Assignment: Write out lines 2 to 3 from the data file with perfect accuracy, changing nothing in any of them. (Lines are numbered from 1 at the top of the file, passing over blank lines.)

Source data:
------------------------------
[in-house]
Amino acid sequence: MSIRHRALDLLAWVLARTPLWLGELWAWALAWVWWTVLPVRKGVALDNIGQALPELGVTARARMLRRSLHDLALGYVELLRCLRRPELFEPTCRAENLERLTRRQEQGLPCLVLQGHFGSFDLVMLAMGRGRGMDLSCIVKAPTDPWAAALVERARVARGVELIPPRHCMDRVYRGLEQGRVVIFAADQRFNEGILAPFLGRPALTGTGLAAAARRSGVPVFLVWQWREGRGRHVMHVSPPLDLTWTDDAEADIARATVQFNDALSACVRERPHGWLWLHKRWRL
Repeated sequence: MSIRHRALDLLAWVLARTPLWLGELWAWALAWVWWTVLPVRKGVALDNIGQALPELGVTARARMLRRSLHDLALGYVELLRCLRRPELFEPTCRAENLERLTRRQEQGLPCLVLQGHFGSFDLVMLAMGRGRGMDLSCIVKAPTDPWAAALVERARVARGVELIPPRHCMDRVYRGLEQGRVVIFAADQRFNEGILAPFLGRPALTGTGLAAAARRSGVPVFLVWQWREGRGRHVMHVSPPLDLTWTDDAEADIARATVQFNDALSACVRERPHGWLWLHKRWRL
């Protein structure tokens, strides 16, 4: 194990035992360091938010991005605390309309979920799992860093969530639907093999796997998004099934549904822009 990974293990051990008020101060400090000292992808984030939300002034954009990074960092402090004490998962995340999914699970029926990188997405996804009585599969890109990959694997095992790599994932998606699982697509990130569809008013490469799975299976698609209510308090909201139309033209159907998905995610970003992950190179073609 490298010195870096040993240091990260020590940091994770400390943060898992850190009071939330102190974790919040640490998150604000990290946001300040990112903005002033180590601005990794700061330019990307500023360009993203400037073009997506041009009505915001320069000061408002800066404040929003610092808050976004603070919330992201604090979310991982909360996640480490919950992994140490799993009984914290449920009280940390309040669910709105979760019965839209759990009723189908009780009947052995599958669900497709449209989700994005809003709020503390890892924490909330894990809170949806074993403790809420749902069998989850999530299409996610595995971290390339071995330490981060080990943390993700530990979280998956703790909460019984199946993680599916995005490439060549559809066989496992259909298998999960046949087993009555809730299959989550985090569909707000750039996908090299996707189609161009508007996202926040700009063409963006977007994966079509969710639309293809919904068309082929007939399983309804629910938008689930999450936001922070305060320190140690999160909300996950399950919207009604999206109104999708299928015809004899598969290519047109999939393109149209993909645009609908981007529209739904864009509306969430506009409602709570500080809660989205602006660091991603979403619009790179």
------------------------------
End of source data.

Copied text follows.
Amino acid sequence: MSIRHRALDLLAWVLARTPLWLGELWAWALAWVWWTVLPVRKGVALDNIGQALPELGVTARARMLRRSLHDLALGYVELLRCLRRPELFEPTCRAENLERLTRRQEQGLPCLVLQGHFGSFDLVMLAMGRGRGMDLSCIVKAPTDPWAAALVERARVARGVELIPPRHCMDRVYRGLEQGRVVIFAADQRFNEGILAPFLGRPALTGTGLAAAARRSGVPVFLVWQWREGRGRHVMHVSPPLDLTWTDDAEADIARATVQFNDALSACVRERPHGWLWLHKRWRL
Repeated sequence: MSIRHRALDLLAWVLARTPLWLGELWAWALAWVWWTVLPVRKGVALDNIGQALPELGVTARARMLRRSLHDLALGYVELLRCLRRPELFEPTCRAENLERLTRRQEQGLPCLVLQGHFGSFDLVMLAMGRGRGMDLSCIVKAPTDPWAAALVERARVARGVELIPPRHCMDRVYRGLEQGRVVIFAADQRFNEGILAPFLGRPALTGTGLAAAARRSGVPVFLVWQWREGRGRHVMHVSPPLDLTWTDDAEADIARATVQFNDALSACVRERPHGWLWLHKRWRL